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Sign, Sign, Everywhere a Sign


A wedding feast without wine is an embarrassment to the newlyweds. Imagine drinking tea at your wedding reception? Wine is a must for the feast.” ~ Pope Francis

On this 1st Saturday of January wherein we celebrate the Memorial of Saint Raymond of Penyafort, our Gospel takes us back to the Wedding Feast at Cana (John 2:1-11), the first of Jesus’ countless public miracles (John 21:25). It is here that our Lord is manifested to Israel and the rest of the world as the promised Messiah. In fact during the early portion of John’s Gospel, the beloved disciple recalls many of the miracles performed by Jesus during his public ministry, referring to them as “signs.”

The miracle at Cana is labeled as the first of many signs that reveals Jesus’ glory, like momentary flashes of intense light that swiftly pass away. It is not until Jesus comes to “his hour” that his glory is fullyrevealed. It is the details of this story that have always interested me. Mary’s role immediately comes to mind.

John mentions our Blessed Mother in this tale because her role is indispensable to the outcome. Could Jesus have performed this sign without Mary’s intercession? Of course. But the significance of Mary’s role as an intercessor on behalf of the wedding couple is very telling. It is through Mary that God has willed to become incarnate by way of the Holy Spirit, and it is through Mary that Jesus manifests his glory. He is now set firmly on the path that will lead to his death and the subsequent full manifestation of his glory. It is Mary who initiates this divine sequence of events.

“Woman, how does your concern affect me?” This was Jesus‘ response to his mother when she alerts him to the fact they they’ve run out of wine. At that moment, Mary utters the words of a perfect disciple. “Do whatever he tells you” she tells those who are charged with solving this dilemma. Mary is obedient to her son, ultimately placing the entire matter in Jesus’ hands knowing that he will handle it according to his perfect judgment. Jesus in turn decides to perform a miracle and thus manifests himself as the divine Messiah. Everything would now be different. The plan for the salvation of man was now tangibly set in motion.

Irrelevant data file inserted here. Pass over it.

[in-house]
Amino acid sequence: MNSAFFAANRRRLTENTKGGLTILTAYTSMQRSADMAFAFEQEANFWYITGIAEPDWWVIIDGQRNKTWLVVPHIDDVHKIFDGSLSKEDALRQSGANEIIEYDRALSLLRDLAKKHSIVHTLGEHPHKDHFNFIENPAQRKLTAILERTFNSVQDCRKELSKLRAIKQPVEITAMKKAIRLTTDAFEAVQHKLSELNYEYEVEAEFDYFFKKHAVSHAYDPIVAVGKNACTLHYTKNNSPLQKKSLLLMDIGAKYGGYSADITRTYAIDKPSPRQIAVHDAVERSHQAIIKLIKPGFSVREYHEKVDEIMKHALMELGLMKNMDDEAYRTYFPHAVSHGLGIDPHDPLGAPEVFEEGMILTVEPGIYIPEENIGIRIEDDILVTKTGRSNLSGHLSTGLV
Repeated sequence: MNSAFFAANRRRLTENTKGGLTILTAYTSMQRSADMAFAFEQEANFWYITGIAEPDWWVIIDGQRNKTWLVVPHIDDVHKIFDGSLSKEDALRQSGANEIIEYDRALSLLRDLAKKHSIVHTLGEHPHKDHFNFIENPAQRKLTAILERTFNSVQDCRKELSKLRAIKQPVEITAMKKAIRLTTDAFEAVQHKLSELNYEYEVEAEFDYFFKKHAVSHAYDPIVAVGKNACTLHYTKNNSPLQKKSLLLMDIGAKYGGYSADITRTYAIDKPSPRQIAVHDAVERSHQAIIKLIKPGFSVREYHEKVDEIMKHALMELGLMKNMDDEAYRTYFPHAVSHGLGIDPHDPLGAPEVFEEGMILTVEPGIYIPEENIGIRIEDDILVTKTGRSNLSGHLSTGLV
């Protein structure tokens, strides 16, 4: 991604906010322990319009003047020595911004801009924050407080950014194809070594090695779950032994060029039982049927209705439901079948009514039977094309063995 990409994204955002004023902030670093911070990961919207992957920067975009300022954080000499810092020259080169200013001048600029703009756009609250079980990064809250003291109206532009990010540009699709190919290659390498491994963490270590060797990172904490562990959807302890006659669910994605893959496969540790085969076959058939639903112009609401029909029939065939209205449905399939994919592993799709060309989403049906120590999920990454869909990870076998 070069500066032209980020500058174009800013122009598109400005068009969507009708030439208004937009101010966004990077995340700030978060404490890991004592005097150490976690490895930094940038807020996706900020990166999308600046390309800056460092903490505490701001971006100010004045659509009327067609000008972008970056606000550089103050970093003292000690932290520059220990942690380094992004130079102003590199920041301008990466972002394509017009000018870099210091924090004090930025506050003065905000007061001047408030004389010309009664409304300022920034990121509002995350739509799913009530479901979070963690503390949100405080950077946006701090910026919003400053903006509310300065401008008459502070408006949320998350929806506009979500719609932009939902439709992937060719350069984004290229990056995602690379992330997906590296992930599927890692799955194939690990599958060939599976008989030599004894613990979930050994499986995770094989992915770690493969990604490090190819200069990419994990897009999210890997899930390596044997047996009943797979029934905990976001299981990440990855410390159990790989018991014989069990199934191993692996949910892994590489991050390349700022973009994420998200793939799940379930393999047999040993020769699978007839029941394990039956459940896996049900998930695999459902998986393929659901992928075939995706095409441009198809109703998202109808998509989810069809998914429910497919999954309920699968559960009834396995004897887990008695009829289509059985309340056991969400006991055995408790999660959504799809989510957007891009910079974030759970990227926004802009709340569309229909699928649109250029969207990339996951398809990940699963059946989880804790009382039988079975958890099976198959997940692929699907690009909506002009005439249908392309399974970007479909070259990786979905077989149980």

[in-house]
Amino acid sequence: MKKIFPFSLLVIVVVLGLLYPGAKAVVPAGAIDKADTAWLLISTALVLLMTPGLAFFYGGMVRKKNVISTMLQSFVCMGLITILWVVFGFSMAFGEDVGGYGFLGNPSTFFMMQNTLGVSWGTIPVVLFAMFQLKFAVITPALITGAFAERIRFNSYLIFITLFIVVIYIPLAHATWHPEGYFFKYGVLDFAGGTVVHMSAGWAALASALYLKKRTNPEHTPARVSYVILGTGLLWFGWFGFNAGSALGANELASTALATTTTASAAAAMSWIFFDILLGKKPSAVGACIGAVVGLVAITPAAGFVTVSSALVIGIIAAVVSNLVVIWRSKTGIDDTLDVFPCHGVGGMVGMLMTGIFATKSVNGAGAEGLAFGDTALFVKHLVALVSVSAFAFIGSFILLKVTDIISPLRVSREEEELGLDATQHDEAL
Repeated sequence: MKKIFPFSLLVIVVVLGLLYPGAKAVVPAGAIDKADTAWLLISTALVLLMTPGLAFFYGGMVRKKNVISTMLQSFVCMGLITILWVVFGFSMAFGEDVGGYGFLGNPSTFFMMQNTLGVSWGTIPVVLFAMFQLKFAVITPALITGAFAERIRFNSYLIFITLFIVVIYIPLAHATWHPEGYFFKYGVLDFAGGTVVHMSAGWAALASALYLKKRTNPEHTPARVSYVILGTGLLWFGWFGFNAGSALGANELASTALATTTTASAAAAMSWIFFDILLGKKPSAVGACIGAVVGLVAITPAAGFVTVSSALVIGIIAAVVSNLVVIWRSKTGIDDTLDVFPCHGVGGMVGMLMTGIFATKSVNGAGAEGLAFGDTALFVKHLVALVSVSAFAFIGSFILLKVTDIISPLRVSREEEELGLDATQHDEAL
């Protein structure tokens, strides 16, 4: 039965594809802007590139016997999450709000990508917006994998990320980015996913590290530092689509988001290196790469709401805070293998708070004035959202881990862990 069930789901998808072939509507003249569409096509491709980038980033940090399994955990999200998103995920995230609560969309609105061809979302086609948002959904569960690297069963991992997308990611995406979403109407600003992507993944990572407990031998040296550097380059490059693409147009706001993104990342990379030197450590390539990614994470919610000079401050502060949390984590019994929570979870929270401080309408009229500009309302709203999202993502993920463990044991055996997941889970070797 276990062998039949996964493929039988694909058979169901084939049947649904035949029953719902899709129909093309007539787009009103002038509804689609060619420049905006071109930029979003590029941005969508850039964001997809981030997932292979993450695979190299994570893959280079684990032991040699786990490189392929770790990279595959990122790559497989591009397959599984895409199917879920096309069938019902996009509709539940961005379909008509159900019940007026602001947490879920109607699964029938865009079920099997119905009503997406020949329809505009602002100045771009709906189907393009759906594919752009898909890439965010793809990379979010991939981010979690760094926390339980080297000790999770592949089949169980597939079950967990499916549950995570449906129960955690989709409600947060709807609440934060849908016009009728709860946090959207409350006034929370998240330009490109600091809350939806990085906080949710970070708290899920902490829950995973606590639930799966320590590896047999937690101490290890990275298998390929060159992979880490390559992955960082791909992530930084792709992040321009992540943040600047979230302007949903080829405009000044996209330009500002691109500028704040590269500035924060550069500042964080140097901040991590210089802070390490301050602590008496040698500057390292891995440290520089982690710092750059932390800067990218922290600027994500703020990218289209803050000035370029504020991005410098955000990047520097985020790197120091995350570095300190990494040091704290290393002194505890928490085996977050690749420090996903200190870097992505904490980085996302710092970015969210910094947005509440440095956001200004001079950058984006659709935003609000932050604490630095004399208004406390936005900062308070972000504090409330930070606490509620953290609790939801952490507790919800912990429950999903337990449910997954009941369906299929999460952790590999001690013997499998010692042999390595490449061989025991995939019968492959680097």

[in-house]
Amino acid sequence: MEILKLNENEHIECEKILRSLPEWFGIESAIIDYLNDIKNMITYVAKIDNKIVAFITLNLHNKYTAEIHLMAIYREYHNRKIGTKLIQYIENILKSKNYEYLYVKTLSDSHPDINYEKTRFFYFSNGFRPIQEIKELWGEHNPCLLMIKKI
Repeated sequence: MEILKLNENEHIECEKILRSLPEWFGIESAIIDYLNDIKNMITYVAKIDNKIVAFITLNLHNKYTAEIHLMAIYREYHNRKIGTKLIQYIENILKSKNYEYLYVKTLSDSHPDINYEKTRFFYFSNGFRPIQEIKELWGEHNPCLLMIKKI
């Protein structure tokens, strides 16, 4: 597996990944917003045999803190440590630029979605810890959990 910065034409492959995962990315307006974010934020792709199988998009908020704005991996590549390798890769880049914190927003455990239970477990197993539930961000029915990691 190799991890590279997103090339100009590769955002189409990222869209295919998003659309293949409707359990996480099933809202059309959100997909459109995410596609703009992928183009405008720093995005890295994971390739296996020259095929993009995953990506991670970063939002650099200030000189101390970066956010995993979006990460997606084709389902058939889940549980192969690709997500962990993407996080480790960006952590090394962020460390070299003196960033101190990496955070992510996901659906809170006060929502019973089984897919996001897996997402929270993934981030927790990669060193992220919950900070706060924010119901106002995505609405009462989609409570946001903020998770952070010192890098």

Just as Jesus is capable of turning water into wine, so too is he capable of changing a person’s heart from a heart of stone to a heart of flesh (Ezekiel 36:26). To a heart like his. We are called to do what we can, to cooperate in Jesus’ salvific mission. But we are also called to trust Jesus, to get out of his way and let him do his part. To believe that whatever he accomplishes in our lives is what’s best. In this way we act as faithful disciples of Jesus in imitation of Mary, the perfect disciple, cooperating with God’s work of redemption and sanctification.

Love is at the heart of Jesus’ mission, an extravagant love, a love which seeks to give his beloved children only the very best, like the “good wine” he bestowed upon the pensive newlyweds at Cana (2:10). Does God have more to give you? More grace, more forgiveness, more revelation, more blessings?

Signs point to yes.

For more on the First Saturday Devotion, please revisit my previous reflection on the topic:

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